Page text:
Section 110 (3) of the Road Transport Act 2013 creates an offence of driving with the low range of prescribed concentration of alcohol.
The low range is determined as that blood alcohol concentration (BAC) between 0.05 and less than 0.08 grams alcohol per 100 mls of blood.
Section 110(3) states:
A person must not, while there is present in his or her blood the low range prescribed concentration of alcohol:
- (a) drive a motor vehicle, or
- (b) occupy the driving seat of a motor vehicle and attempt to put the motor vehicle in motion, or
- (c) if the person is the holder of an applicable driver licence (other than an applicable provisional licence or applicable learner licence) -occupy the seat in a motor vehicle next to a learner driver who is driving the vehicle.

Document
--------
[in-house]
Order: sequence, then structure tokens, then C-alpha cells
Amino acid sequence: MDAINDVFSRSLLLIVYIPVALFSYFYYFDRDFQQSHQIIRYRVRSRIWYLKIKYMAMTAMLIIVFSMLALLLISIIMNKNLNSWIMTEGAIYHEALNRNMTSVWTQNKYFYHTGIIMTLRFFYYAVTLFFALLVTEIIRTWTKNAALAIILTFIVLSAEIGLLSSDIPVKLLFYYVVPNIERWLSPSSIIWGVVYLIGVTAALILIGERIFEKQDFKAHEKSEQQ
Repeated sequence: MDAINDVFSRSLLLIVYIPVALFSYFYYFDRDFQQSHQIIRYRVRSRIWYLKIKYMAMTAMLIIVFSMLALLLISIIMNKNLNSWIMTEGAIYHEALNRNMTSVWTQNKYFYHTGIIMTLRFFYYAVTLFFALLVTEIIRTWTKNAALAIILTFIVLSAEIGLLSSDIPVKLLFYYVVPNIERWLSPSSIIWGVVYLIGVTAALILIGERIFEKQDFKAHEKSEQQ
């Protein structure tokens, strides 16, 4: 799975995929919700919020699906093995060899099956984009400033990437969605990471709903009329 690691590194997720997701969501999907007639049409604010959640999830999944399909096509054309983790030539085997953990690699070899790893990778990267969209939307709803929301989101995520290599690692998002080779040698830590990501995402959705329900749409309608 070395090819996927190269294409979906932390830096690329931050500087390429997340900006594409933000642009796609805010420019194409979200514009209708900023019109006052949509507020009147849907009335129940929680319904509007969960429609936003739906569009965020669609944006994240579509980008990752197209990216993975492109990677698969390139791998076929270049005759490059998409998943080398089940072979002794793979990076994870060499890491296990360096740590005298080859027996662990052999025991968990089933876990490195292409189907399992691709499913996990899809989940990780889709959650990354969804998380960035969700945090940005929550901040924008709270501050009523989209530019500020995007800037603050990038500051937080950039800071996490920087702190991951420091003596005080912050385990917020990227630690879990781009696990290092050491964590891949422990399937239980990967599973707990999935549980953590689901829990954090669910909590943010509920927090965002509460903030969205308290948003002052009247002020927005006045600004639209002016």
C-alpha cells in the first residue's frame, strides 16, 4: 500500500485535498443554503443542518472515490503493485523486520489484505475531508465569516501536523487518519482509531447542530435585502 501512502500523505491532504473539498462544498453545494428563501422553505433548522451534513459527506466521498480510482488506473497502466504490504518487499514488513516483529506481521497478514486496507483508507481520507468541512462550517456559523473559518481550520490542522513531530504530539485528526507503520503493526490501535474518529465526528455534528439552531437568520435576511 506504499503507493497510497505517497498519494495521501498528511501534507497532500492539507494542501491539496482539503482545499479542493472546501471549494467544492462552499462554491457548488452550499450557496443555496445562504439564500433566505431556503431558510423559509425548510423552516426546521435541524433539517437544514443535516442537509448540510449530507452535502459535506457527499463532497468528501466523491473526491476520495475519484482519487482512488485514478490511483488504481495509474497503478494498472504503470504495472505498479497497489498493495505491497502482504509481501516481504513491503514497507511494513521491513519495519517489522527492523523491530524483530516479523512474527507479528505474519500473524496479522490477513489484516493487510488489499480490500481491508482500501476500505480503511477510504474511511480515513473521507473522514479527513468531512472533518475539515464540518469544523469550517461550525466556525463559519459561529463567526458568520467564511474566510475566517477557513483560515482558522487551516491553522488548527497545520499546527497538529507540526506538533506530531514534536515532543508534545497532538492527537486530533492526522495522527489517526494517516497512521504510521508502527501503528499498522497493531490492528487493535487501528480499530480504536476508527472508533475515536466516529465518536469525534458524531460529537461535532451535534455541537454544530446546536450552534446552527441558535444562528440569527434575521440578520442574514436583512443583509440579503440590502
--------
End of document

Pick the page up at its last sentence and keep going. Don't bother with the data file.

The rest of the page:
Often those who are charged with this offence are somewhat surprised that they are over 0.05 and a common expression of dismay is along the lines of “I didn’t even feel affected”.
In all probability, a seasoned drinker, will not feel affected at 0.05 or even up to 0.08 which therefore behoves those who drink, to ensure that they will pass the test if stopped by police.
It is a good idea for those who choose to drink and drive, to ensure that they pace themselves so as not to go above the legal limit. There are some “rule of thumb” guidelines for male and female drinkers suggesting that the average male can consume two standard drinks in the first hour and one standard drink per hour thereafter, and the average female one standard drink in the first hour and one per hour thereafter, however these guidelines should be treated with caution, as there are a number of factors which affect people differently.
A better rule of thumb is – If you are going to drink – then don’t drive.